It is hard to live the American Dream when the deck is stacked against you. Our politicians stood idly by as millions of good paying jobs were shipped overseas, our economic infrastructure was absolutely gutted and multitudes of small businesses were choked to death by miles of red tape. Now, we are reaping the consequences. In America today, nobody has a job in one out of every five families, and there are more than 100 million working age Americans that are currency not working. And thanks to our transition to a “service economy”, many of those that are actually working are deeply struggling too. According to the Social Security Administration, 51 percent of all American workers make less than $30,000 a year. And the Federal Reserve says that 47 percent of all Americans could not pay an unexpected $400 emergency room bill without borrowing the money from somewhere or selling something. That means that about half the country is flat broke, and things get even more precarious for working families with each passing day.
Of course the plight of working families is not something that is new. Back in the 1950s and 1960s, wages and salaries earned by workers accounted for around half of all gross domestic income. But since 1970 there has been a precipitous decline, and during the Obama administration we hit an all-time low. In other words, the share of the pie being enjoyed by working families just keeps getting smaller and smaller and smaller.
All over the country, median incomes have been falling for years. This is putting an incredible amount of financial stress on working families, and we have seen poverty grow explosively in the United States during the last couple presidential administrations. According to one study, median incomes have fallen in over 80 percent of the major metropolitan areas in this nation since the year 2000…
A major new analysis of income in America published by Pew earlier this month found that more than 80% of the country’s 229 metropolitan areas have seen real (inflation-adjusted) incomes fall steadily since the start of this century. Some of the steepest declines in median incomes have been seen in cities hit by industrial decline – for example a 27% drop in Springfield, Ohio and 18% in the conurbation that includes Detroit. But, ominously, even fast expanding success stories have seen incomes falling.
The area around Denver, Colorado, has seen its population grow by 600,000 since 1999, but its median income has fallen from $83,500 to less than $76,000. Similarly Raleigh, North Carolina, is a fast-growing city buoyed by a cluster of research universities and biotech firms; the population has shot up from 800,000 to 1.3 million this century. Yet its middle class has shrunk from 55% of the population to 50%, and median incomes have fallen by more than $11,000 to about $74,000.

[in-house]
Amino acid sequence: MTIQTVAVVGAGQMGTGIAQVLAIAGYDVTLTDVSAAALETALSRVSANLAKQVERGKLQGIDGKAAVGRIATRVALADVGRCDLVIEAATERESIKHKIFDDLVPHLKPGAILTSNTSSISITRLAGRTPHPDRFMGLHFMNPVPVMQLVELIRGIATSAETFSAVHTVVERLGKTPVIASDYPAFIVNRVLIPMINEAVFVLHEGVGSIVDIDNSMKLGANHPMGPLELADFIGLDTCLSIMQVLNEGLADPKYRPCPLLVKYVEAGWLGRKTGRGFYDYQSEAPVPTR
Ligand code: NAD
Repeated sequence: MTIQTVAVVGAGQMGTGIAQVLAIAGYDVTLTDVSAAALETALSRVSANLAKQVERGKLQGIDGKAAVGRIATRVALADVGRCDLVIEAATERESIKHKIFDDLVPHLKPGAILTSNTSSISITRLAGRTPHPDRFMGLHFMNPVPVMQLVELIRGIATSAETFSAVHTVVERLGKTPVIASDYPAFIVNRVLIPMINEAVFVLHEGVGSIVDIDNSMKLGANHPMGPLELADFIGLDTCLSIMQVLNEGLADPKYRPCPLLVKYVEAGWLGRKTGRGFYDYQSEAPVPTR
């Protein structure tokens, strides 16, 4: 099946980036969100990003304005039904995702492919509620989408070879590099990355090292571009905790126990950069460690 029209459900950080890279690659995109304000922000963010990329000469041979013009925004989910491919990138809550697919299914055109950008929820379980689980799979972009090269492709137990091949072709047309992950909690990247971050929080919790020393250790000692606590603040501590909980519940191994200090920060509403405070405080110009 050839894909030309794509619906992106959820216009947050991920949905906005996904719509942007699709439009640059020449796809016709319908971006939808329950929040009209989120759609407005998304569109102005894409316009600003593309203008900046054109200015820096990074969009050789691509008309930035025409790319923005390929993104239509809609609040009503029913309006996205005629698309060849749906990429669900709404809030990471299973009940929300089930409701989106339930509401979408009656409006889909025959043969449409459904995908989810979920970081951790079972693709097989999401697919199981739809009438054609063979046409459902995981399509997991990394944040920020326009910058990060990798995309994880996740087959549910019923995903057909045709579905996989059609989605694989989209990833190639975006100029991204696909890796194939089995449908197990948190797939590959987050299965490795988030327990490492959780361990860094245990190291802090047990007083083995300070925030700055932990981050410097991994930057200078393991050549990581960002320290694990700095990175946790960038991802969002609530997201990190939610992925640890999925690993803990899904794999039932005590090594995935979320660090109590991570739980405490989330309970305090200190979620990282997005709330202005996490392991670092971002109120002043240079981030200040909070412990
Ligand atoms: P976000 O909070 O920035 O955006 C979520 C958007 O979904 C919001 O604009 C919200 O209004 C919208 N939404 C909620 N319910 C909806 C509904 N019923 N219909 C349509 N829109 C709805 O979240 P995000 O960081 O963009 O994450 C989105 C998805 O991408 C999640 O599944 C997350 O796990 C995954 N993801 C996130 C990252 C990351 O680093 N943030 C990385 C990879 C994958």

Once upon a time, the middle class was a solid majority in this country.
In fact, 61 percent of all Americans were considered to be middle class back in 1971.
But now, the middle class in the United States is becoming a minority for the first time ever…
“After more than four decades of serving as the nation’s economic majority, the American middle class is now matched in number by those in the economic tiers above and below it,” the Pew report said. “Since 1971, each decade has ended with a smaller share of adults living in middle-income households than at the beginning of the decade, and no single decade stands out as having triggered or hastened the decline in the middle.”
One of the big things that is destroying the middle class is the death of entrepreneurship. For decades, small business creation was one of the primary engines that helped fuel the growth of the middle class, but in recent years small business creation has fallen to depressingly low levels…
Fewer new businesses were created in the last five years in the US than any period since at least 1980, according to a new analysis (pdf) by the Economic Innovation Group (EIG), a bipartisan advocacy group founded by the Silicon Valley entrepreneur Sean Parker and others. Businesses that did form are also far more concentrated than ever before: just 20 counties accounted for half of the country’s total new businesses. All of them were in large metro areas.
“It’s hard to put into scale the collapse of new business formation. We have no precedent for that rapid and steep of a collapse,” said John Lettieri, co-author of the report and co-founder of EIG, in an interview. “It will have a ripple effect in the economy. You‘re going to feel that impact five, 10, and 15 years in the future.”
Of course just about every other economic indicator shows the dramatic decline of the middle class as well. As you can see from this set of charts from Zero Hedge, median family income, the labor force participation rate and the rate of homeownership are all way down over the last decade. Meanwhile, the U.S. national debt, the number of Americans on food stamps and healthcare costs are way up. Does that sound like a “healthy economy” to you?
End of quote.
All planned long ago and being implemented perfectly.
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